When it comes to pointing the way, the directional or way-finding signs are the sign for the job. When using directional signage, the best rule to follow is to keep it simple. When planning a way-finding system, try to plan it as early in the overall planning stage as possible. Unfortunately, way-finding plans often get left to the end and don’t receive the attention they deserve. Directional signs don’t appear at the location, they appear around the location and on the way to the location. Directional signs need to be hidden in plain sight. They should appear at junctions, or anywhere a person on a way to a location might look to see which way to get to that location. Directional signs are also what turns a group of many individuals into a singular crowd. Airports, for instance, aren’t made for standing around; they’re made for transit. Directional signs keep people moving where they shouldn’t be standing still. So someone follows the directional signs until they find the identification sign. When they find that, they’ll need an informational sign to know a little more.

Informational signs

What are the hours of operation? Is public Wi-Fi available? Is there some historical significance to the location? All this and more can be supplied to visitors through informational signs. While informational signs can be found at locations marked by identification signs, they can also provide information about other things along the route. For instance, if an area is under construction, it’d be nice to give a little heads up to anyone in sandals that the road might get a little rocky. If a way is temporarily closed, that’s also good to know ahead of time. While the informational signs are there to put people in the know, it’s the regulatory signs that tell them what they can and cannot do.

Regulatory signs

Some of the most important signs are regulatory signs. These signs tell people the regulations or requirements of the area. Speed limit signs, no parking signs and stop signs are all good examples of regulatory signs for traffic control, but signs that tell people they need to wear shirts and shoes may also be considered regulatory signs. Is smoking in the area not allowed? How will people know without a regulatory sign with a no smoking allowed symbol? Regulatory signs need to be clearly visible to warn of rules or regulations of which the disregard might constitute a violation of the law or regulate behavior in public places.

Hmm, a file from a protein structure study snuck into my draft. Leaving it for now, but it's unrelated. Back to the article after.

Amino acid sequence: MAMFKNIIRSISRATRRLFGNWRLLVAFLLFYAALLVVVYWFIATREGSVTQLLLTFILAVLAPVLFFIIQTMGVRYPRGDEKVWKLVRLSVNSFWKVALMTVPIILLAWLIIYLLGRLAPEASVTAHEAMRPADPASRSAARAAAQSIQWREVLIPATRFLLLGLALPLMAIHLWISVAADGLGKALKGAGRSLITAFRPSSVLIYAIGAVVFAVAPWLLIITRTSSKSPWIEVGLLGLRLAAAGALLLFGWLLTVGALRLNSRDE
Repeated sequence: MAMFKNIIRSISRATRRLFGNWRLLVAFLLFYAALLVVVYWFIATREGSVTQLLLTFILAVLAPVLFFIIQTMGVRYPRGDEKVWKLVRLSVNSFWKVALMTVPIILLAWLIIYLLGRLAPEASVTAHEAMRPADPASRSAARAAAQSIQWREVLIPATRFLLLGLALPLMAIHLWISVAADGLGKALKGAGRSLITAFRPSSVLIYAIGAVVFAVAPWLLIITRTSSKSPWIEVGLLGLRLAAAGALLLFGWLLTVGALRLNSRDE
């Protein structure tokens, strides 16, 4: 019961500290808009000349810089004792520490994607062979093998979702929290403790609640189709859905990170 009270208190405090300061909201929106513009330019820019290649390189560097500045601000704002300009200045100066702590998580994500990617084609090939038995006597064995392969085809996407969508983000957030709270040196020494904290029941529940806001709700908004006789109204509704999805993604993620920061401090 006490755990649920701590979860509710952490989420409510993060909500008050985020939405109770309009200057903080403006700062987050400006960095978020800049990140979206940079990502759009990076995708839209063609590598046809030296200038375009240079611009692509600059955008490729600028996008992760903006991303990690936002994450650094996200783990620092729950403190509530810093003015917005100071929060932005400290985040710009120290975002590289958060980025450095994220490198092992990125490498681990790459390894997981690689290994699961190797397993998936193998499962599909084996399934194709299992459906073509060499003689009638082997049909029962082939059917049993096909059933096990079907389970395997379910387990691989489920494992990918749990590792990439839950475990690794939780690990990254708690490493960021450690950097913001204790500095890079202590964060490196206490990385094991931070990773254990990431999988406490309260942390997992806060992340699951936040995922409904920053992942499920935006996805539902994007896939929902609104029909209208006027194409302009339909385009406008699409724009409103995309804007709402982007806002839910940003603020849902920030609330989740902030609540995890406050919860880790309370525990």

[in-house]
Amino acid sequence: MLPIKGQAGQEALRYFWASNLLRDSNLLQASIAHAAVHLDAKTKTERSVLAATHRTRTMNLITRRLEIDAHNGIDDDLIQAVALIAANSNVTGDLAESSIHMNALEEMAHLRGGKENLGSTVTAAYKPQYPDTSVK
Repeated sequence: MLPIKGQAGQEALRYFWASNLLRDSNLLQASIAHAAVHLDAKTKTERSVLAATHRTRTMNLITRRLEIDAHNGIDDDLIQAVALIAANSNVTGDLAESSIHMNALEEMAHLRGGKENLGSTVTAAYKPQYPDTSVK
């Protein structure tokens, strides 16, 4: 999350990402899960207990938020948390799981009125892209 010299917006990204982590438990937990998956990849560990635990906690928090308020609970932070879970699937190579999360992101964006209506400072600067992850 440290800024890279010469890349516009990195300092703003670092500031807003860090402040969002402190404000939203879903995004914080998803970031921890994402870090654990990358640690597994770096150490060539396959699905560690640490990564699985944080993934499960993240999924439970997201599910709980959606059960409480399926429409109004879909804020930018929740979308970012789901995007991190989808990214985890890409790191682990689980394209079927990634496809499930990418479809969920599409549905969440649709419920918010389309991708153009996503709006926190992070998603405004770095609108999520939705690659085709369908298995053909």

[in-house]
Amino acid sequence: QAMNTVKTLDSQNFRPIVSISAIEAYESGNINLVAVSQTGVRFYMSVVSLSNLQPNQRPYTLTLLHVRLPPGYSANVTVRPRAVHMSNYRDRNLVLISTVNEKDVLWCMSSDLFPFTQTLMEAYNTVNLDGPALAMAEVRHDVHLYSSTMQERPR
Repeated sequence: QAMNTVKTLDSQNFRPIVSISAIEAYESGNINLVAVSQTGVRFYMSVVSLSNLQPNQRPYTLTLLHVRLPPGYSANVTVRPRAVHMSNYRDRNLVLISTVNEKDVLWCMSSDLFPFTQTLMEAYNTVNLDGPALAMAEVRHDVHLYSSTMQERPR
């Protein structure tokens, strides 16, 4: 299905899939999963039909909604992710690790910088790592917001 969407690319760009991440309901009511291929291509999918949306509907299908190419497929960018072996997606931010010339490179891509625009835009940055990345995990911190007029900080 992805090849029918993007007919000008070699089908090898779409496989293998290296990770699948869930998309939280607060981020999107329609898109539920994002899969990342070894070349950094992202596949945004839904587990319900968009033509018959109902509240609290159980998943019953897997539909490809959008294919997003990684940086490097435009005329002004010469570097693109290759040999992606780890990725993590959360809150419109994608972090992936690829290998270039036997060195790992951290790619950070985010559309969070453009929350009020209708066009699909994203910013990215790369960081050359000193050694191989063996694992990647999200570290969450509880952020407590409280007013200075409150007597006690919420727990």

The messages on every type of sign listed above should be crystal clear, and as short as possible. Too many signs can be just as bad as too few. Aside from that, the rules are simple; directional signs point the way, identification signs announce the location, informational signs tell about the location, and regulatory signs set rules and regulations for the area.

Across the board, the use of way-finding signs is essential to businesses and property managers to provide ease to those coming and going. Are you in the process of updating your signage? Could you benefit from custom updated branded signage? Are you about to embark on a new venture? Whether you’re in need of a single parking sign or an entire way-finding package we are here to help! As a custom full-service design, branding and sign company our experts are eager to work with you to help you make the best impression. We believe that getting you noticed is PARAMOUNT!

References
Dwight, E. (2008). Signs of the Times. American School & University, 80(12), 38-40.